Dr. Claire Nicogossian: When I write personal stories about motherhood I want it to be for a purpose, for a mother to see herself, or parts of her experiences, in my story. I want to put myself out there because I can give my consent to share my perspective—and in my vulnerability, I hope this inspires sharing and opening up of a mama’s experience.
I disclose with intention. I also am mindful of what I share regarding my children. I intentionally do not share things my children would not want out in the world, respect their experiences and boundaries and make sure to always write from my point of view, not from theirs or to write or share their stories.
That is the ingrained boundary I have as a psychologist, to be mindful and honor the sacredness of boundaries, whether it be with clients, my children, my husband or my family.
Sharing personal stories is a vulnerable yet cathartic process. What I can suggest for writers, is to honor and respect boundaries, sit with the how and why of disclosing, and don’t be afraid to share your point of view, speaking from the I: what you observe, how things impacted you. There is freedom in storytelling this way, because it is so authentic when it comes from the I.
How to Organize a Self Help Book for Moms Tweet This
Olivia Edwards: Many of our readers struggle with how to organize a self-help book. How did you go about organizing all of the information in Mama, You are Enough? What advice on organization do you have for other self-help book authors?
Dr. Claire Nicogossian: Oh that’s a big question—so many things. A lot of what is in the book is what I share with clients and have shared for two decades. What goes on in session is very private, so I was taking a framework of how I support clients in the therapy hour, as well as what I say to myself and do to take care of myself as a mother, and put it to paper.
And then the practical things: Outlines, edits, more edits and being OK with letting things go. Not all my words or thoughts or ideas made it into the book, so I had to be comfortable with letting it go. But what I did do was create a separate document where I placed the cut material, so I could go back to it and use it in other ways.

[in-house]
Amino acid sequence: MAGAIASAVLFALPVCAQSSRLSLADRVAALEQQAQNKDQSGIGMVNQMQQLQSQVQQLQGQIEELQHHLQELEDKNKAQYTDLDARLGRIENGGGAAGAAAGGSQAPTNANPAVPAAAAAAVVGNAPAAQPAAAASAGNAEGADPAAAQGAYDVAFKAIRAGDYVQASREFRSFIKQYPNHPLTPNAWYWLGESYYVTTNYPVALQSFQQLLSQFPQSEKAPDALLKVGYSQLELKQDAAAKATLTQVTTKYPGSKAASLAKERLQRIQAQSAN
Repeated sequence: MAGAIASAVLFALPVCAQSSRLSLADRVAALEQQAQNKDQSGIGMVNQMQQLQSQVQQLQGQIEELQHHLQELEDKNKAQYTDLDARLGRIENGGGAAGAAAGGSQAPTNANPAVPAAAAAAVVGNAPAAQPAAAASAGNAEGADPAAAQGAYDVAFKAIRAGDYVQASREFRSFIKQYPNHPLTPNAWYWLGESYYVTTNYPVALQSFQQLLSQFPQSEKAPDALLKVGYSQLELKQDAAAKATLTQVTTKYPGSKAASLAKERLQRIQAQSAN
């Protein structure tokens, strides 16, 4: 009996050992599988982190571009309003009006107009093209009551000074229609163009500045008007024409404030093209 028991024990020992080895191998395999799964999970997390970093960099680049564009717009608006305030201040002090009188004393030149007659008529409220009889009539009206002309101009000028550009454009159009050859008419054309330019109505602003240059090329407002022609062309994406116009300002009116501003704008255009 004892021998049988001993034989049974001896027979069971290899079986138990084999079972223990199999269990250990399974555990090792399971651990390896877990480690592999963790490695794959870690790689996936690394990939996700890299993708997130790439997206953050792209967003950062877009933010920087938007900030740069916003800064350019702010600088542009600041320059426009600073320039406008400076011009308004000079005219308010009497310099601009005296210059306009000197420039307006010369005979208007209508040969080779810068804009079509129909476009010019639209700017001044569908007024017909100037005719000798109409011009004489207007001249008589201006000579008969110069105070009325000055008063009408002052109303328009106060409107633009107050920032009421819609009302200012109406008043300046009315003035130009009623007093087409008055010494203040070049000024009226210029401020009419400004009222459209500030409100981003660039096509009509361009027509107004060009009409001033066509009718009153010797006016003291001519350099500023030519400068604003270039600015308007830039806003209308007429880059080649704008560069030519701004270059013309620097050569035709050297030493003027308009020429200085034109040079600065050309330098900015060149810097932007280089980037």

Preparing to Write a Self-Help Book for Moms
Olivia Edwards: How did the writing you’ve done for your website MomsWellBeing and your podcast In-Session with Dr. Claire prepare you to write a self-help book for moms?
Dr. Claire Nicogossian: All of these experiences helped me get comfortable with expressing myself and the messages or information I believe moms most need to hear or be reminded of. And I think another part is taking what is my clinical knowledge and experience and translating that into language that can be easily digested and understood. Which is what we do as moms—we translate and share information and teach children in ways they can understand. All of these professional and personal experiences helped me find a voice that felt authentic to me, which then, in turn, helped me to find a comfortable way of expressing myself.
The Habits and Routines of Writing a Self-Help Book for Moms
Olivia Edwards: Can you please talk about the habits and routines you used when writing the book? How did you balance writing with your roles as a mom, clinical psychologist and instructor at Brown University? What advice do you have for other authors?